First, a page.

It is natural enough that history should be mixed with myth, to make it interesting to the populace. But it is uttery unnatural that history or myth should not be interesting to the populace. — G. K. Chesterton

Stephen of Philadelphia - James Otis




The Savages Come to Town

From the day I recovered from the sickness of the sea, I looked forward to seeing a live savage, of which I had been told there were many in America, and when we sighted land for the first time I remained on deck waiting for the first glimpse of an Indian.

When at last, the John and Sarah came to anchor off the bank in which we were to make our home, and where I fully expected to see the shore lined with savages, never one met my eager gaze for several days, and great was my disappointment.

I would have gone in search of some, regarding not the danger of being lost, or of coming upon evil-minded Indians who would do me harm; but, as I have already set down, I was in duty bound to do whatsoever of work I might, in order to aid my parents, therefore did it seem to me as if I would never be able to satisfy my curiosity.

We had scarce been in our cave home a week, however, when I, who was helping mother hang some quilts to keep out the dampness, which seemed really, to soak through the earth, heard a great cry above us, and, running into the open air to learn the cause, I saw a company of eight savages, who stood not many yards away from William Markham's hut, staring about them curiously.

[Illustration] from Stephen of Philadelphia by James Otis

Verily I was disappointed in them. It had been in my mind that I should see a wonderful race of people, when I stood face to face with the savages, and yet they were not unlike our own people, save as to the color of their skin, and the fanciful dress they wore.

One could see at a single glance that they were not Negroes, and yet they were very dark; much the color of a penny that has been passed from hand to hand until it has lost its brightness.

Some of our company, eager to show a friendly front to these odd-looking visitors, went forth to greet the savages; but there was little chance of their making themselves understood, since neither party could speak the other's language, and after a deal of jabbering and much making of gestures, the Indians went away, leaving us none the wiser for their having come.

It was understood by us who had voyaged in the John and Sarah, that when William Penn came over to take charge of this city, we were to build, it would be his right to make friends with these savages in behalf of us all; but until he could attend to it, no one, except William Markham, whom we called the deputy governor, had any reason for doing other than as we had done during this first visit.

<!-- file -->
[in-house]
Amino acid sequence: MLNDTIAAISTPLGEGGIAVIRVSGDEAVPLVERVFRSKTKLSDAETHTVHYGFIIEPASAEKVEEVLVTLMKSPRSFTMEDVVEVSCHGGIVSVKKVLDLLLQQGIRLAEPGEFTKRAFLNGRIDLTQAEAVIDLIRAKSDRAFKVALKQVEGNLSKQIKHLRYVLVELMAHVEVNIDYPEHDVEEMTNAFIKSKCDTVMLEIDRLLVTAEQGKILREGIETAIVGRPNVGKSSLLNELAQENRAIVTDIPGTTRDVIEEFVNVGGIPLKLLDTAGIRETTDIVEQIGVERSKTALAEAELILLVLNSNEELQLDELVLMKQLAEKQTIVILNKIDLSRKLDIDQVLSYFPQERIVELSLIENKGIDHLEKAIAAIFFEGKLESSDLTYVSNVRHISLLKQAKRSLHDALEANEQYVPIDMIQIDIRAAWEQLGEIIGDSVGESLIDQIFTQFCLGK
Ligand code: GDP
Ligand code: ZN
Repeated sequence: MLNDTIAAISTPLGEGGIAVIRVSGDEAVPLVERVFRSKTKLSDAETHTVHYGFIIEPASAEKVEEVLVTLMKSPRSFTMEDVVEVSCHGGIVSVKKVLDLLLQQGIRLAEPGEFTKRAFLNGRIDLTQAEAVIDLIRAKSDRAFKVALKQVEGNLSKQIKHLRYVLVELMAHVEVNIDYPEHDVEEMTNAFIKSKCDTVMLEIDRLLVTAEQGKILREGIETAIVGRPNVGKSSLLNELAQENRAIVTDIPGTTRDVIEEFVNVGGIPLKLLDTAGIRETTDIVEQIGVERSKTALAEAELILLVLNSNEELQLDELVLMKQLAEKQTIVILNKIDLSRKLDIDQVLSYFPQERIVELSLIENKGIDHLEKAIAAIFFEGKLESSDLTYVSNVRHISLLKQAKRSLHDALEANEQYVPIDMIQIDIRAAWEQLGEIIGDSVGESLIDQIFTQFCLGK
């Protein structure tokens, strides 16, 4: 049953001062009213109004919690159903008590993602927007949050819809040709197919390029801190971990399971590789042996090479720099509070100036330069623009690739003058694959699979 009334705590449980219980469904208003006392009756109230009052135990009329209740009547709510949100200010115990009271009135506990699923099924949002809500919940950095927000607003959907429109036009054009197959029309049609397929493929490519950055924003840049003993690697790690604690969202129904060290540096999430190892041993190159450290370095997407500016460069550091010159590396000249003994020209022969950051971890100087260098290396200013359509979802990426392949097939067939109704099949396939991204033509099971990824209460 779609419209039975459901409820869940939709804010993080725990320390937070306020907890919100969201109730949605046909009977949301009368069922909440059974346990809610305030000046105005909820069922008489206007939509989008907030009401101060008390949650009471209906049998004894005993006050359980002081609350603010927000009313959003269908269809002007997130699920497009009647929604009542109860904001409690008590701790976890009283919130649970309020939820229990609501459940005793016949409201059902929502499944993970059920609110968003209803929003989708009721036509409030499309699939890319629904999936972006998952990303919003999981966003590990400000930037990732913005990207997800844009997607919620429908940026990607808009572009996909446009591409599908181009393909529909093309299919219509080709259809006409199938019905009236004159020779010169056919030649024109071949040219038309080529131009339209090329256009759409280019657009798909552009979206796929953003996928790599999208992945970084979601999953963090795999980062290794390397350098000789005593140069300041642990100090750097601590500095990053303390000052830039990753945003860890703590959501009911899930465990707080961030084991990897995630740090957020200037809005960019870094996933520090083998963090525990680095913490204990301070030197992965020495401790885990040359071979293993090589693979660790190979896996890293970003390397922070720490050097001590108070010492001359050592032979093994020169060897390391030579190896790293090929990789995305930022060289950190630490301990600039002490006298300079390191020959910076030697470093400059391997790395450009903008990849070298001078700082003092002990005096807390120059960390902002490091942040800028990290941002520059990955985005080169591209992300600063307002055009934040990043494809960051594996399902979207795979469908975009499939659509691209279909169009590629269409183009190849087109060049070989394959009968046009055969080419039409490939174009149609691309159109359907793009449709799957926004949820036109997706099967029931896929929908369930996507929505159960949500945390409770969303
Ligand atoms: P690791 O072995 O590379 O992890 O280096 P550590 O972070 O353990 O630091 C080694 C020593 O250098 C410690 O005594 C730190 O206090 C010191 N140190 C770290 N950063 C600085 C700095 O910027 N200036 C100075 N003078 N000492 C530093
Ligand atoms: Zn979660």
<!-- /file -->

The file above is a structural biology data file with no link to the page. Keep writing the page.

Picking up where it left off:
Contents

Front Matter
Review

The Name of My City
My Own Name
Why We Went to London
Bound for America
On Board Ship
Unknown Country
The End of the Voyage
Going Ashore
Our First Shelter
A Tedious Task
Our Cave Home Completed
How We Kept House
Savages Come to Town
What the Savages Wore
Game in Plenty
Sea Food
News of the Factor
Arrival of the Amity
Going to Meet the Factor
A Tiresome Journey
Meeting Old Friends
Roasting Turkeys
Turning an Honest Penny
A Place for the City
Building the City
A Bear Hunt
The New Home
Penn's Care for Colonists
The First Baby
How the Indians Live
Indian Utensils and Tools
Canoes of Bark
Making Wampum
The Beehive Huts
Finishing the Cure
Starting a Fire
Cooking Indian Corn
News of Penn's Arrival
Our Humble Preparations
The Welcome to Penn
A Day of Festivities
Penn Joins in the Sports
More Serious Business
What a Bake Oven Is
Baking in the New Oven
Penn Plans to Buy Land
Penn and the Indians
The Price Paid for Land
Gratitude of the Indians
Trapping Wild Turkeys
New Arrivals
Government by the People
The Promise of a School
Dock Creek Bridge
The Nail Business
Buying Iron in New York
No Merrymaking after Dark
Busy Days
Enoch Flower's School
End of Our School Days
Settlement of Germantown
New Laws in Our Own Town
A Division of Opinion
A Matter of History
Boundary Lines
The Governor's Following
A Proud Departure
The Settlement of Chester
Dining in State
Anchored off New Castle
An Uncomfortable Night
A Dull Journey
In Lord Baltimore's City
A Splendid Home
A Question of Duty
Amy of Maryland
The Shops of Maryland
The Result of the Visit
Philadelphia Progresses
Penn Goes Back to London